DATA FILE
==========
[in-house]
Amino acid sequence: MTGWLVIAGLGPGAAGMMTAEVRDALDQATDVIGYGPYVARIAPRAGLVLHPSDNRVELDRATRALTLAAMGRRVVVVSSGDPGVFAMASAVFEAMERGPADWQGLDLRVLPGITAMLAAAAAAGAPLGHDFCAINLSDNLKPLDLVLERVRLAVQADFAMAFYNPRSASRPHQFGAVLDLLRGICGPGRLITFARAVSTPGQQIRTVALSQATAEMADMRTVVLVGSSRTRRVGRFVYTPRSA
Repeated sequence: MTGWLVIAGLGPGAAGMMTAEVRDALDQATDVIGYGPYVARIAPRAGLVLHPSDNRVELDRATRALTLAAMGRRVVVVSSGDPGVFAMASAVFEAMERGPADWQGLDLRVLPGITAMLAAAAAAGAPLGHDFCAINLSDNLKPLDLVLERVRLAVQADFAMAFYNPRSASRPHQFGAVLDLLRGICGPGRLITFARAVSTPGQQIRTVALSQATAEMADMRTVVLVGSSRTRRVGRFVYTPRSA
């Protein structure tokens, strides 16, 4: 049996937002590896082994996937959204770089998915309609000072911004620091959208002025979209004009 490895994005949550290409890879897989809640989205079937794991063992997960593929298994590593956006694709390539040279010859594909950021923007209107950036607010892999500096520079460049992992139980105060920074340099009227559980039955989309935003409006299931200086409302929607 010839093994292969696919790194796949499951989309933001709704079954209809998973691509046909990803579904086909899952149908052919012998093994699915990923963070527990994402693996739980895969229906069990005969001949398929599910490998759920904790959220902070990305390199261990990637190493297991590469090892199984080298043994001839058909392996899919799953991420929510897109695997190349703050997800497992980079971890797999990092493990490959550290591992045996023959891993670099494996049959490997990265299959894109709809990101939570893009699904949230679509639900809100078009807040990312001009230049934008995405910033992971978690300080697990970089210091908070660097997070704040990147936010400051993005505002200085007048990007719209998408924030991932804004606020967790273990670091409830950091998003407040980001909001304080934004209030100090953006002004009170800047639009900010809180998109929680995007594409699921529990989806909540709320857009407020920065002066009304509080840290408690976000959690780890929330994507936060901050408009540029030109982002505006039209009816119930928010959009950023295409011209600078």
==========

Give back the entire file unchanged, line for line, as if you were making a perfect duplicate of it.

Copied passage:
[in-house]
Amino acid sequence: MTGWLVIAGLGPGAAGMMTAEVRDALDQATDVIGYGPYVARIAPRAGLVLHPSDNRVELDRATRALTLAAMGRRVVVVSSGDPGVFAMASAVFEAMERGPADWQGLDLRVLPGITAMLAAAAAAGAPLGHDFCAINLSDNLKPLDLVLERVRLAVQADFAMAFYNPRSASRPHQFGAVLDLLRGICGPGRLITFARAVSTPGQQIRTVALSQATAEMADMRTVVLVGSSRTRRVGRFVYTPRSA
Repeated sequence: MTGWLVIAGLGPGAAGMMTAEVRDALDQATDVIGYGPYVARIAPRAGLVLHPSDNRVELDRATRALTLAAMGRRVVVVSSGDPGVFAMASAVFEAMERGPADWQGLDLRVLPGITAMLAAAAAAGAPLGHDFCAINLSDNLKPLDLVLERVRLAVQADFAMAFYNPRSASRPHQFGAVLDLLRGICGPGRLITFARAVSTPGQQIRTVALSQATAEMADMRTVVLVGSSRTRRVGRFVYTPRSA
């Protein structure tokens, strides 16, 4: 049996937002590896082994996937959204770089998915309609000072911004620091959208002025979209004009 490895994005949550290409890879897989809640989205079937794991063992997960593929298994590593956006694709390539040279010859594909950021923007209107950036607010892999500096520079460049992992139980105060920074340099009227559980039955989309935003409006299931200086409302929607 010839093994292969696919790194796949499951989309933001709704079954209809998973691509046909990803579904086909899952149908052919012998093994699915990923963070527990994402693996739980895969229906069990005969001949398929599910490998759920904790959220902070990305390199261990990637190493297991590469090892199984080298043994001839058909392996899919799953991420929510897109695997190349703050997800497992980079971890797999990092493990490959550290591992045996023959891993670099494996049959490997990265299959894109709809990101939570893009699904949230679509639900809100078009807040990312001009230049934008995405910033992971978690300080697990970089210091908070660097997070704040990147936010400051993005505002200085007048990007719209998408924030991932804004606020967790273990670091409830950091998003407040980001909001304080934004209030100090953006002004009170800047639009900010809180998109929680995007594409699921529990989806909540709320857009407020920065002066009304509080840290408690976000959690780890929330994507936060901050408009540029030109982002505006039209009816119930928010959009950023295409011209600078």